Are you watching Scream Queens? Me neither. But I did catch a scene of the FOX slasher-comedy and was surprised to see that my father, Justice Antonin Scalia, made a cameo appearance. Sort of.
The show, set on a college campus, is about a murder spree waged by mysterious figures dressed as devils, and features Jamie Lee Curtis evading death as she did in 1978’s Halloween. The scene in question begins with Curtis re-enacting the famous shower scene from Psycho in which her mother, Janet Leigh, plays a character murdered by—I’d better not give anything away.
But Curtis avoids her mother’s fate, emerges safely from the shower, and is fending off the devils when a surprise third assailant arrives, wearing a different disguise. Curtis asks, “Are you supposed to be Supreme Court Justice Antonin Scalia?” (Give her credit for pronouncing his name correctly.)
The masked man nods his head before attacking her. But, a skilled martial artist, she thwarts him and his devilish companions. She takes particular delight in knocking the Scalia-guised assailant to the ground, punching him like Ronda Rousey Holly Holm and talking to him like Linda Greenhouse. Between every punch to the face, she makes a claim that, presumably, is meant to rebut something Justice Scalia has said.
“The homosexual lifestyle is not destructive to the fabric of American society!”
“The Voting Rights Act should be authorized in every state!”
“And the Affordable Care Act does not require people to eat broccoli!”
Why, it’s almost as if she’s speaking to the real judge.
I imagine that at both of the Scream Queen viewing parties around the country, people wondered who this guy was supposed to be. But the ideal Scream Queen viewer, the enlightened type the show’s writers congratulate themselves for attracting, stood up and cheered Curtis on. She’s not only a tough grrrrrrl, but she’s also striking blows for truth, justice, and progressivism! (Though they were probably disappointed that Curtis didn’t mention Citizens United. Oh well, gotta leave ’em wanting more.)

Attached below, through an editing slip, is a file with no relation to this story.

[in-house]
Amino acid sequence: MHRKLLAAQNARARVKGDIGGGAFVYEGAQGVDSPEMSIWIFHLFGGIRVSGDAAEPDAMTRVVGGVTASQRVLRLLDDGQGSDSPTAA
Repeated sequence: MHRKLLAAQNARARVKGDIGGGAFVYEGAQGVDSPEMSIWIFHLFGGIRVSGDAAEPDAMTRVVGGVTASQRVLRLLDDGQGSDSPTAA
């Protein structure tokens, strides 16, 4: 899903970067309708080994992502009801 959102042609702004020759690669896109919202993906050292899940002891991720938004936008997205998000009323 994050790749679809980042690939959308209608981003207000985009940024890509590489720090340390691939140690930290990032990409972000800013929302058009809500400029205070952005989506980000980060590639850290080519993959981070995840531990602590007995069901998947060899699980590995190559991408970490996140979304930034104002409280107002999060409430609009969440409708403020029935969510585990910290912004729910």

Yet the character’s righteous indignation comes off as particularly strange given that she hasn’t exactly been a beacon of morality. She has affairs with students; she decapitated her husband; and she framed her husband’s mistress for the murder. But hey, at least she’s not an originalist.
Another problem is that she’s making rejoinders to claims that Justice Scalia never made. “The homosexual lifestyle is not destructive to the fabric of American society!” is probably a reference to his dissent in this summer’s Obergefell decision, which begins: “I write separately to call attention to this Court’s threat to American democracy.” His point was that the Court threatened democracy by usurping the role of the legislature. But that’s not as good a reason to punch him.
As for “The Voting Rights Act should be authorized in every state,” I have good news: it is! Presumably, she’s taking issue with the Court’s decision in Shelby County v. Holder (2013), which invalidated an element of the Voting Rights Act that required nine entire states and certain counties in seven others to get federal approval before changing election laws. The ruling did not throw out the VRA in any state, and jurisdictions that violate voting rights are still subject to judicial oversight.